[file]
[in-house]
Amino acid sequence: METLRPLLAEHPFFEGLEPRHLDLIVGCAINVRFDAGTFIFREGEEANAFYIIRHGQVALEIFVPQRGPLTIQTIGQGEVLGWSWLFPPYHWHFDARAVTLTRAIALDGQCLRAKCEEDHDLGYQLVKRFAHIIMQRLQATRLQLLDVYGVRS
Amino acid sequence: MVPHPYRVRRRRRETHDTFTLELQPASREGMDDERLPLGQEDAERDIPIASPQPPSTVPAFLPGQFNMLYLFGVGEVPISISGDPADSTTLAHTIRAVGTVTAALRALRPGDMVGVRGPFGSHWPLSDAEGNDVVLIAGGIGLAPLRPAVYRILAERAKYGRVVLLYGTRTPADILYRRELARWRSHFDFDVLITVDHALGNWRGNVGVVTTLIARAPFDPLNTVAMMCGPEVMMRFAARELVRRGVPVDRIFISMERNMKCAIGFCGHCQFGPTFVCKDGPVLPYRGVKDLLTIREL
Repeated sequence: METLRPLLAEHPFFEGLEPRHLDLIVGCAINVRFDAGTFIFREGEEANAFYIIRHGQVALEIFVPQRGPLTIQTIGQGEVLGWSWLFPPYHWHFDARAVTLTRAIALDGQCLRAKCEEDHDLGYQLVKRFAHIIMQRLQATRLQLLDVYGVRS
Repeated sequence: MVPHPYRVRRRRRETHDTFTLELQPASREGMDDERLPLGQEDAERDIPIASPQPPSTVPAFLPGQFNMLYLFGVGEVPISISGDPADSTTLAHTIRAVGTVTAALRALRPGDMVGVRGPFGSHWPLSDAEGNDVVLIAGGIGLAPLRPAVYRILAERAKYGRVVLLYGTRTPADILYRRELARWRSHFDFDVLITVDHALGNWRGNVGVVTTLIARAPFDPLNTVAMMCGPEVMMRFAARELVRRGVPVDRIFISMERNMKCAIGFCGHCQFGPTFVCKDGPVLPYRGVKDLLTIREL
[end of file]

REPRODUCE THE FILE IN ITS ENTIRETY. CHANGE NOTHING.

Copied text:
[in-house]
Amino acid sequence: METLRPLLAEHPFFEGLEPRHLDLIVGCAINVRFDAGTFIFREGEEANAFYIIRHGQVALEIFVPQRGPLTIQTIGQGEVLGWSWLFPPYHWHFDARAVTLTRAIALDGQCLRAKCEEDHDLGYQLVKRFAHIIMQRLQATRLQLLDVYGVRS
Amino acid sequence: MVPHPYRVRRRRRETHDTFTLELQPASREGMDDERLPLGQEDAERDIPIASPQPPSTVPAFLPGQFNMLYLFGVGEVPISISGDPADSTTLAHTIRAVGTVTAALRALRPGDMVGVRGPFGSHWPLSDAEGNDVVLIAGGIGLAPLRPAVYRILAERAKYGRVVLLYGTRTPADILYRRELARWRSHFDFDVLITVDHALGNWRGNVGVVTTLIARAPFDPLNTVAMMCGPEVMMRFAARELVRRGVPVDRIFISMERNMKCAIGFCGHCQFGPTFVCKDGPVLPYRGVKDLLTIREL
Repeated sequence: METLRPLLAEHPFFEGLEPRHLDLIVGCAINVRFDAGTFIFREGEEANAFYIIRHGQVALEIFVPQRGPLTIQTIGQGEVLGWSWLFPPYHWHFDARAVTLTRAIALDGQCLRAKCEEDHDLGYQLVKRFAHIIMQRLQATRLQLLDVYGVRS
Repeated sequence: MVPHPYRVRRRRRETHDTFTLELQPASREGMDDERLPLGQEDAERDIPIASPQPPSTVPAFLPGQFNMLYLFGVGEVPISISGDPADSTTLAHTIRAVGTVTAALRALRPGDMVGVRGPFGSHWPLSDAEGNDVVLIAGGIGLAPLRPAVYRILAERAKYGRVVLLYGTRTPADILYRRELARWRSHFDFDVLITVDHALGNWRGNVGVVTTLIARAPFDPLNTVAMMCGPEVMMRFAARELVRRGVPVDRIFISMERNMKCAIGFCGHCQFGPTFVCKDGPVLPYRGVKDLLTIREL